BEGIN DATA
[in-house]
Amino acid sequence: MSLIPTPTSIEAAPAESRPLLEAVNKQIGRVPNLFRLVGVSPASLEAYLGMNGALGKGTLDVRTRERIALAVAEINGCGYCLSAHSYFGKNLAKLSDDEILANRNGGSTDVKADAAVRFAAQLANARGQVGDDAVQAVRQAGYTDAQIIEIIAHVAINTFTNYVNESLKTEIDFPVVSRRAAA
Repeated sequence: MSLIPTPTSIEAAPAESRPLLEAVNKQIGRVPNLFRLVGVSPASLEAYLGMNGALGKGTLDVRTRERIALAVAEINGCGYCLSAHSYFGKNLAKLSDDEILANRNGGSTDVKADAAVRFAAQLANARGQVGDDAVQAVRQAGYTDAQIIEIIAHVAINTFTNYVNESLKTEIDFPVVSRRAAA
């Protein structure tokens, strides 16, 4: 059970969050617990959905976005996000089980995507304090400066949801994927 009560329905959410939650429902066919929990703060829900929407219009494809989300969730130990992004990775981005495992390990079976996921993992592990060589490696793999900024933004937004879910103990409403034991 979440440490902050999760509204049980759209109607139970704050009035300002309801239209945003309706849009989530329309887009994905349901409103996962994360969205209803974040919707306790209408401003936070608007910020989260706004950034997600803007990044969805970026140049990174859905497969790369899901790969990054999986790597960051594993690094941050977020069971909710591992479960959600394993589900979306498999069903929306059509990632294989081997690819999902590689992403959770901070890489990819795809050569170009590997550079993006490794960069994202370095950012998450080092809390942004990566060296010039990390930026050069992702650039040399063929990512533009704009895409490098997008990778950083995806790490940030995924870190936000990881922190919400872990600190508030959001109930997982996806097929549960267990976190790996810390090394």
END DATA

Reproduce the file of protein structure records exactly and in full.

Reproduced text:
[in-house]
Amino acid sequence: MSLIPTPTSIEAAPAESRPLLEAVNKQIGRVPNLFRLVGVSPASLEAYLGMNGALGKGTLDVRTRERIALAVAEINGCGYCLSAHSYFGKNLAKLSDDEILANRNGGSTDVKADAAVRFAAQLANARGQVGDDAVQAVRQAGYTDAQIIEIIAHVAINTFTNYVNESLKTEIDFPVVSRRAAA
Repeated sequence: MSLIPTPTSIEAAPAESRPLLEAVNKQIGRVPNLFRLVGVSPASLEAYLGMNGALGKGTLDVRTRERIALAVAEINGCGYCLSAHSYFGKNLAKLSDDEILANRNGGSTDVKADAAVRFAAQLANARGQVGDDAVQAVRQAGYTDAQIIEIIAHVAINTFTNYVNESLKTEIDFPVVSRRAAA
């Protein structure tokens, strides 16, 4: 059970969050617990959905976005996000089980995507304090400066949801994927 009560329905959410939650429902066919929990703060829900929407219009494809989300969730130990992004990775981005495992390990079976996921993992592990060589490696793999900024933004937004879910103990409403034991 979440440490902050999760509204049980759209109607139970704050009035300002309801239209945003309706849009989530329309887009994905349901409103996962994360969205209803974040919707306790209408401003936070608007910020989260706004950034997600803007990044969805970026140049990174859905497969790369899901790969990054999986790597960051594993690094941050977020069971909710591992479960959600394993589900979306498999069903929306059509990632294989081997690819999902590689992403959770901070890489990819795809050569170009590997550079993006490794960069994202370095950012998450080092809390942004990566060296010039990390930026050069992702650039040399063929990512533009704009895409490098997008990778950083995806790490940030995924870190936000990881922190919400872990600190508030959001109930997982996806097929549960267990976190790996810390090394």